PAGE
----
The order bars United States citizens or people located in the U.S. from using nine Chinese payment apps. It continues the White House’s earlier efforts to cut off the U.S. market from Chinese-owned apps, such as TikTok. Yesterday’s order repeats earlier concerns of data collection by the Chinese Communist Party:
“The continuing activity of the PRC and the CCP to steal or otherwise obtain United States persons’ data makes clear that there is an intent to use bulk data collection to advance China’s economic and national security agenda.”
According to Cointelegraph, the apps targeted are AliPay, CamScanner, QQ Wallet, SHAREit, Tencent QQ, VMate, WeChat Pay and WPS Office. The executive order takes effect in 45 days, by which time Trump will already be out of office. Given that his earlier order to get ByteDance to divest from TikTok was stonewalled in court while he was still in office, there’s not a ton of reason to believe that Trump will get his way here.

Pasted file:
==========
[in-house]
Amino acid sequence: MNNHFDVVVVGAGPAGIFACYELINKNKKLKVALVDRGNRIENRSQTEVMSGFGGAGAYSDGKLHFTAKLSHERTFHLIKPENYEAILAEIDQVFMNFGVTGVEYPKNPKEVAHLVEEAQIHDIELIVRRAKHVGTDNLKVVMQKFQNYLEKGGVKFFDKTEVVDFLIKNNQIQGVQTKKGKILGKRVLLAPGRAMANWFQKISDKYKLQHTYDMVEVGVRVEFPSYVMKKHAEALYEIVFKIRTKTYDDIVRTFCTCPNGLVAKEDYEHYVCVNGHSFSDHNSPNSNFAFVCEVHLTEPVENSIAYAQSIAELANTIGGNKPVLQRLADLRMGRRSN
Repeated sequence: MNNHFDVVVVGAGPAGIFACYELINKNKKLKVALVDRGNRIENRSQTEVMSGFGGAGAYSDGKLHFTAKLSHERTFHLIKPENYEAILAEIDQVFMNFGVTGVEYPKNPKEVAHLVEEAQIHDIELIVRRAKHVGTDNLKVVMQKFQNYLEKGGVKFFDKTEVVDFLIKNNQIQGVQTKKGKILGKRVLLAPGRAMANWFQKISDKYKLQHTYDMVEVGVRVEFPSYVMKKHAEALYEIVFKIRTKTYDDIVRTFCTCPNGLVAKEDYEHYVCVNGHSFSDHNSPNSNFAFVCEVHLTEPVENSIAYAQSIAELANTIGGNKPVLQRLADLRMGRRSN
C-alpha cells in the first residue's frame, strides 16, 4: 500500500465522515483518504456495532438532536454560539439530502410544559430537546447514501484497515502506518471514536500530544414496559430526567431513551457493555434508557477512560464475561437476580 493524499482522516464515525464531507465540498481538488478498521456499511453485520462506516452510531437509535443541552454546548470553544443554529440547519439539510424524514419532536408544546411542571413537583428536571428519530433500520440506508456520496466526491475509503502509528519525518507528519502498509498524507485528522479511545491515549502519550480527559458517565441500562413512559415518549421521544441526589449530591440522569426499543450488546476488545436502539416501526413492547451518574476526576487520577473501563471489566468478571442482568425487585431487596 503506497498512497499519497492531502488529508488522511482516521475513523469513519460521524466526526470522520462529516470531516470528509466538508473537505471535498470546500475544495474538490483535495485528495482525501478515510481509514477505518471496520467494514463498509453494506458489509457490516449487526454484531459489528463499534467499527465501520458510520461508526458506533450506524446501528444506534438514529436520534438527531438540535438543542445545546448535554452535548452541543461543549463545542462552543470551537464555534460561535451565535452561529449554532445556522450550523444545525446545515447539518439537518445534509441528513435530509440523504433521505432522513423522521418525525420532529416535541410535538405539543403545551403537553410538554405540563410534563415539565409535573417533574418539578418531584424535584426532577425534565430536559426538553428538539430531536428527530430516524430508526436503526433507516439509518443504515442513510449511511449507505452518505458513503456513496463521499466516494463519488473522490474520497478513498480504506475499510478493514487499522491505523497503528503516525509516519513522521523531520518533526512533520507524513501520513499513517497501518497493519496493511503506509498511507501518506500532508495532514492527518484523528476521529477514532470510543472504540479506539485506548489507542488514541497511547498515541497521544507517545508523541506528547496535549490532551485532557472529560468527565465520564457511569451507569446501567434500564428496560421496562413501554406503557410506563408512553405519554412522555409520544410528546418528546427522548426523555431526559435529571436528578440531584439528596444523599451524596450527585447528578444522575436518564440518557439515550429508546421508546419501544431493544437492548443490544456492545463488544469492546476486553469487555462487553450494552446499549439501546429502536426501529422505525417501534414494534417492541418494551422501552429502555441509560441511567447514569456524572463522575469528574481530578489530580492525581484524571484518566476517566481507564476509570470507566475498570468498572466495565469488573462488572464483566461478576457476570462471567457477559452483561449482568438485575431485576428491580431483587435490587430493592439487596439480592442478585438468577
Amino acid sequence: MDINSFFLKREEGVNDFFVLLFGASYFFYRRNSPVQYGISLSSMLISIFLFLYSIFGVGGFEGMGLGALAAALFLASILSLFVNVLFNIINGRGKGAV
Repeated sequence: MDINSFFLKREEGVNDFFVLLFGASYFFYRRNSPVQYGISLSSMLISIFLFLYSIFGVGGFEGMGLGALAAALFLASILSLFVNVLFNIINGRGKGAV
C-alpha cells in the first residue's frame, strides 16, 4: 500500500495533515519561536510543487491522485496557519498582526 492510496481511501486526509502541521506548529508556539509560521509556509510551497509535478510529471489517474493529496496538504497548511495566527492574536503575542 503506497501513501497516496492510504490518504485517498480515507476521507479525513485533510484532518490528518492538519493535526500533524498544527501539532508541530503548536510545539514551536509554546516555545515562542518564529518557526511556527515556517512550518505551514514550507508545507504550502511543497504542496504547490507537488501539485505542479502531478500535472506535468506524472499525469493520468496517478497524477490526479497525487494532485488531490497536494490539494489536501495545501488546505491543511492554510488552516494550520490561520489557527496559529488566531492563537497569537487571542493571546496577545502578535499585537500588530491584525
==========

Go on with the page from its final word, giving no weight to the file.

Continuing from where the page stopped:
The focus on payment apps is particularly significant. Recent moves from the U.S. national security apparatus have absolutely showed concern over China’s payments systems, especially a central bank digital currency with a database available by the CCP.
Many in crypto as well as the broader tech industry have warned of a cold war in technology between China and the U.S., including Facebook’s Mark Zuckerberg and several leaders of Ripple Labs. While the situation between the two countries is obviously tense, both Facebook and Ripple were seeing serious investigations by U.S. regulators concerned about their operations when they made those arguments, somewhat deflating the effect of their patriotism.
While the barriers between the private and public sectors are murkier, China’s treatment of the private companies that Trump is targeting is already pretty bad. Ant Group, the fintech affiliate of Alibaba that owns AliPay, recently fell afoul of the Chinese government.
Another giant of Chinese tech, Tencent, owns three of the entities targeted by Trump’s order: QQ Wallet, Tencent QQ and WeChat Pay. While Tencent has avoided Ant Group’s high-profile brushes with the CCP, China’s much-anticipated central bank digital currency may well be an effort to muscle in on the business of the country’s impressive fintech sector.